Back in 2013, The Dotted Line Theatre performed The Engineer’s Thumb
at the Little Angel Puppet Theatre. It was inspired by a short story by Sir Arthur Conan Doyle.
Using rod and shadow puppetry, light and object manipulation, it encountered experiments in hydraulics, memories coming to life and a terrifying coach ride along a dark country lane.
More recently the same theatre company has performed The Lonely One:
Last week’s Nature (volume 542, page 294) discusses how such dextrous actions by artists are used by science researchers. It cites the difficulties an analytical chemist had bisecting kidney stones – and how a sculptor working with glass cut the stones with their glass-grinding lathe.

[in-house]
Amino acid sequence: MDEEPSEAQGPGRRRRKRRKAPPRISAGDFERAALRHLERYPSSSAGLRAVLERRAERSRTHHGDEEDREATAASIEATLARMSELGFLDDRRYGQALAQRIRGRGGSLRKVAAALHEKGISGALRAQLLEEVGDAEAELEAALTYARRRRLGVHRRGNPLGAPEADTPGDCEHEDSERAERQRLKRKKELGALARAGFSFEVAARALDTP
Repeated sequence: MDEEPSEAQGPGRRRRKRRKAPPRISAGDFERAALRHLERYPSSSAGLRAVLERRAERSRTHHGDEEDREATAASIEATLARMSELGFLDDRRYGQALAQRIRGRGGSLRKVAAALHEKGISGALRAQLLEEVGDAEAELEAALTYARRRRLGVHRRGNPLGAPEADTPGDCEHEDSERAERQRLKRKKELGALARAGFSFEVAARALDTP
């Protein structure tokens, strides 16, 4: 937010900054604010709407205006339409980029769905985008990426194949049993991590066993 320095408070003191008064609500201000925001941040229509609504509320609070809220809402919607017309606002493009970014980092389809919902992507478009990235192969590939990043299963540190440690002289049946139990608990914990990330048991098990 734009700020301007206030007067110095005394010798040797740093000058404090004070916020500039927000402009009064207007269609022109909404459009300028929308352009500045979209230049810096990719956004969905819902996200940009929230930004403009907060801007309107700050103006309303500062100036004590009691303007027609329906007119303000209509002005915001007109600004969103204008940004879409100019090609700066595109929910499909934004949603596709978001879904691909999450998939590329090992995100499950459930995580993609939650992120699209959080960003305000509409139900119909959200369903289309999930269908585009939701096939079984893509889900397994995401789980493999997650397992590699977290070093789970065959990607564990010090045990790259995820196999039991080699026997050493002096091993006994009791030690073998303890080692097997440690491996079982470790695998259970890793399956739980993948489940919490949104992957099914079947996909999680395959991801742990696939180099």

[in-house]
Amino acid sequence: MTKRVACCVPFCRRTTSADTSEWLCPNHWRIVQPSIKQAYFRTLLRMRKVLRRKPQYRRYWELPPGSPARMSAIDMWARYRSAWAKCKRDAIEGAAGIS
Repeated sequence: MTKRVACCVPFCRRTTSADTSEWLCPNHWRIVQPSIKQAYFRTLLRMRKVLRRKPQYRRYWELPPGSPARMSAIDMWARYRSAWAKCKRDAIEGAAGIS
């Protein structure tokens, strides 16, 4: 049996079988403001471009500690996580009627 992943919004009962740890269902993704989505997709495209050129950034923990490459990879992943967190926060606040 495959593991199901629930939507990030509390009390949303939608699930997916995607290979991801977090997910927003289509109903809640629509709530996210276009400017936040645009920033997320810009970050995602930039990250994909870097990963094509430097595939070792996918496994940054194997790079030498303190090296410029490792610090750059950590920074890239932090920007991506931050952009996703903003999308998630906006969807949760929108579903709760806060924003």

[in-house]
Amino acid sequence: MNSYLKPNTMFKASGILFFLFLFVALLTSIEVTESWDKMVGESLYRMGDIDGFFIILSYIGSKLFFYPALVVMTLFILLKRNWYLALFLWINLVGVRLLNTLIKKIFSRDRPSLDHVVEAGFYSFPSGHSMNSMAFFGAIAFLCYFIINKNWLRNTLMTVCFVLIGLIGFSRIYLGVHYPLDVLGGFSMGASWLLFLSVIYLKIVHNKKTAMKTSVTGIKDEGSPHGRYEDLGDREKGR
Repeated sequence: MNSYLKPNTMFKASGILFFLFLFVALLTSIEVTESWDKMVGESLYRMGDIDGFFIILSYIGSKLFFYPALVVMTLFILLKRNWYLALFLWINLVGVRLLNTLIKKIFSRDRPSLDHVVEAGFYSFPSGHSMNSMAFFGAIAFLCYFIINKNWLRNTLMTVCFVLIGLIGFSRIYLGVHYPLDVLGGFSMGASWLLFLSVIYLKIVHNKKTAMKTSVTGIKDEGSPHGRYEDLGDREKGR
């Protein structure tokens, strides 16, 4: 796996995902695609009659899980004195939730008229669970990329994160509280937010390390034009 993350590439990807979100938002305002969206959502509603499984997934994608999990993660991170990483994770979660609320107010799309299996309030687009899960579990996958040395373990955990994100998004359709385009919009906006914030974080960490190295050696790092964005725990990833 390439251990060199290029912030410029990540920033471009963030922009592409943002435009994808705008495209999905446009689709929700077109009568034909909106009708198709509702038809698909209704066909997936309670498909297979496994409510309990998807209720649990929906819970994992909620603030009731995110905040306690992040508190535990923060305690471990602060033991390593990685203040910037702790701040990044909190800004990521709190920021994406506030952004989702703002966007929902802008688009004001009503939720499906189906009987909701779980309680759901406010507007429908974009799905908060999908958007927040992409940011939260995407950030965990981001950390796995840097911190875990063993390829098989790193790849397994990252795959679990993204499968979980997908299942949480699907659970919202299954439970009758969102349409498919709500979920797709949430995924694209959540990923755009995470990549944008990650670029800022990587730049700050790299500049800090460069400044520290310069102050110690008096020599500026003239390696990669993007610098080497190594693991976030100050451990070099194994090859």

There are more examples of such help from teachers at the Art Workers’ Guild. It is so-called Haptic Learning and involves the transferable skills such as the use of brushes, surgical instruments, implements for sewing and embroidery, and musical instruments.